Lara Hopkins analyses the action from the penultimate weekend of this year’s Six Nations tournament, which saw Ireland, England and France all take victories to set up a three-horse race for the title
Ireland v Italy
With this being Brian O’Driscoll’s last game in a green shirt on Irish soil, everyone, no matter where they were from, was hoping for a vintage performance from the record setting marvel.
From the beginning the number 13 delivered, setting up a try for Jonathan Sexton on the seven minute mark and then another for Andrew Trimble to give Ireland a comfortable 17-7 lead going into the break.
The second half saw a demolition of Italy, with Ireland starving them of the ball through solid lineouts and dominant scrums, resulting with them winning 78% possession and an incredible 83% territory, scoring a further five tries, another assisted by O’Driscoll.
Though Italy took their early try well when given the chance, they never looked like scoring again. With their talismanic captain Sergio Parisse rested for next week and the very experienced prop Martin Castrogiovanni forced off with broken ribs in the early stages, Italy lacked the leadership to keep the game within reach.
This really was the send-off that the legendary O’Driscoll deserved; the Irish crowd gave him a standing ovation when he left the pitch and every time he appeared on the big screen thereafter, showing the respect that his immense 15 year career truly deserves.
Scotland v France
Scotland lost this very mediocre game through poor discipline – though they scored two tries in the first half, they also conceded nine penalties to gift France the nine points which kept the visitors in the game going into the break.
For the second successive week, Scotland showed that they do possess attacking threats across their backline, running in two tries in the first halve, their first at home in two years. However, they also showed great naivety in failing to close out a game against a French team that has lost key players to injury. This was epitomised by the late penalty which gifted the game to France.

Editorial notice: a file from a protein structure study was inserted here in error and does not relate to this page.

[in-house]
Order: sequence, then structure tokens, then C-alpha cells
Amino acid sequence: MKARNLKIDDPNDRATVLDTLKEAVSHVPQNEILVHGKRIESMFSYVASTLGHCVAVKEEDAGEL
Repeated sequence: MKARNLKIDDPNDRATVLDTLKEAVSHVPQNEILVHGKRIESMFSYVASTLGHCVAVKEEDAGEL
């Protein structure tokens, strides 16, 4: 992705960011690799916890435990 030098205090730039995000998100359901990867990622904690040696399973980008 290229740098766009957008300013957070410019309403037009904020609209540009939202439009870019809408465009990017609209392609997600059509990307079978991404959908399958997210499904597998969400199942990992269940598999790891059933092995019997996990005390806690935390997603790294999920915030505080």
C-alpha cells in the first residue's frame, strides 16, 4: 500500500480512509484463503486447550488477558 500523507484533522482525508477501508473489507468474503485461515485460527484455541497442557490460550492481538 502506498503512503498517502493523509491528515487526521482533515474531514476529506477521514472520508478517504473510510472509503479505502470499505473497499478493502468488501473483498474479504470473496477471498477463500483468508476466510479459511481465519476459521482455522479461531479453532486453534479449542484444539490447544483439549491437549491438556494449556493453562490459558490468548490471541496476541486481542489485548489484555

For the majority of the game, France were woeful, losing eight of their 14 line-out throws (probably the worst seen in recent international history) and totally lacking control in their game with young fly-half Jules Plisson struggling horribly. If France disintegrate like this next week, then Ireland will waltz home with the championship.
England v Wales
Without the sublime kicking of Leigh Halfpenny, England would have drubbed Wales in the same manner they themselves were pounded in Cardiff last year. The players showed the resilience and ruthless edge they had previously lacked, with Danny Care snatching a very early chance when Wales lacked concentration, diving across the try line to give England a lead which they never relinquished.
What was expected to be a very cagey affair began with both teams ambitiously running the ball and producing exciting rugby. However, as the match slipped away from them, the Welsh back line resorted to aimlessly kicking away possession and, with no kick chase, territory too.
England must be praised; they were dominant across the field, with the work of the lock pairing (Joe Launchbury and Courtney Lawes) supreme, a front row which forced a yellow card for Welsh prop Gethin Jenkins, and industrious back row, a controlling half-back pairing and a back five whose attacking threat humiliated that of their Lions opponents.
The only slight dampener on this English performance was the number of kickable penalties they gave away. As they progress towards the World Cup, England cannot concede points straight after scoring as they did this weekend, particularly in areas where there is no imminent try scoring threat.
Awards and Predictions
Best Performance: Though his pace has dropped as his years have advanced, Brian O’Driscoll’s quick feet, clever passing and sensational rucking ability have endured. A mention also has to be given to Courtney Lawes, who was not only menacingly superb at the coalface, making crunching tackles and safely securing line-out ball, but also acted like an outside centre at times, giving a spectacular offload which almost resulted in a second try for Luther Burrell.
Biggest Disappointment: Wales. There just isn’t a Plan B. Both Ireland and England have managed to starve the big players of the ball and Wales have failed to cross the line. Their kicking is too poor to get them out of trouble.
Championship Winner: In theory, three teams still have a chance. In reality, with a 49 point advantage over England, the trophy is Ireland’s unless they completely freeze in Paris. However, this remains a possibility as they have only won there once in 42 years of trying, and should they come a cropper once more, England’s point difference should be sufficient to keep them ahead of France – a team who, frankly, don’t deserve to be anywhere near the trophy.
Wooden Spoon: Italy have no chance if England play in the same way they did today, and look set to end the tournament without a win.bookmark me